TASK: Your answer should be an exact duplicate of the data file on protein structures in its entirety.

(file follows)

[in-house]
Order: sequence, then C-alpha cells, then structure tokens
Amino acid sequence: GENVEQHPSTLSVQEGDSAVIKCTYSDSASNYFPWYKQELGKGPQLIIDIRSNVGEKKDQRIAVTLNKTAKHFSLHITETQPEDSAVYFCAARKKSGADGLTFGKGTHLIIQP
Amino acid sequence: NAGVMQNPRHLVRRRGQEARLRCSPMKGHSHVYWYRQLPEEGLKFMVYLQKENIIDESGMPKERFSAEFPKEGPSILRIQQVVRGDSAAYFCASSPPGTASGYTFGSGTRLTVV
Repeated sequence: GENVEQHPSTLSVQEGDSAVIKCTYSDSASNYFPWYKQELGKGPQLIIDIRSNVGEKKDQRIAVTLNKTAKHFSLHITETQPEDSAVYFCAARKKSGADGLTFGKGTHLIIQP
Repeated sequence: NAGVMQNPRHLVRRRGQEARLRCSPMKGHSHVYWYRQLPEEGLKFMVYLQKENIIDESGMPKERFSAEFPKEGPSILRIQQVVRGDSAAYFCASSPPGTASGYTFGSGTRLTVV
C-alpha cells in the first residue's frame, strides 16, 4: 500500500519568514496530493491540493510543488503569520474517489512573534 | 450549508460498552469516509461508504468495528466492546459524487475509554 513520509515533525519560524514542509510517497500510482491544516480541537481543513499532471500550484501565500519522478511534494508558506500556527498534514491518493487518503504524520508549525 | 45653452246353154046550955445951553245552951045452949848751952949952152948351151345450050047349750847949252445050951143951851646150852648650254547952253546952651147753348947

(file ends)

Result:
[in-house]
Order: sequence, then C-alpha cells, then structure tokens
Amino acid sequence: GENVEQHPSTLSVQEGDSAVIKCTYSDSASNYFPWYKQELGKGPQLIIDIRSNVGEKKDQRIAVTLNKTAKHFSLHITETQPEDSAVYFCAARKKSGADGLTFGKGTHLIIQP
Amino acid sequence: NAGVMQNPRHLVRRRGQEARLRCSPMKGHSHVYWYRQLPEEGLKFMVYLQKENIIDESGMPKERFSAEFPKEGPSILRIQQVVRGDSAAYFCASSPPGTASGYTFGSGTRLTVV
Repeated sequence: GENVEQHPSTLSVQEGDSAVIKCTYSDSASNYFPWYKQELGKGPQLIIDIRSNVGEKKDQRIAVTLNKTAKHFSLHITETQPEDSAVYFCAARKKSGADGLTFGKGTHLIIQP
Repeated sequence: NAGVMQNPRHLVRRRGQEARLRCSPMKGHSHVYWYRQLPEEGLKFMVYLQKENIIDESGMPKERFSAEFPKEGPSILRIQQVVRGDSAAYFCASSPPGTASGYTFGSGTRLTVV
C-alpha cells in the first residue's frame, strides 16, 4: 500500500519568514496530493491540493510543488503569520474517489512573534 | 450549508460498552469516509461508504468495528466492546459524487475509554 513520509515533525519560524514542509510517497500510482491544516480541537481543513499532471500550484501565500519522478511534494508558506500556527498534514491518493487518503504524520508549525 | 45653452246353154046550955445951553245552951045452949848751952949952152948351151345450050047349750847949252445050951143951851646150852648650254547952253546952651147753348947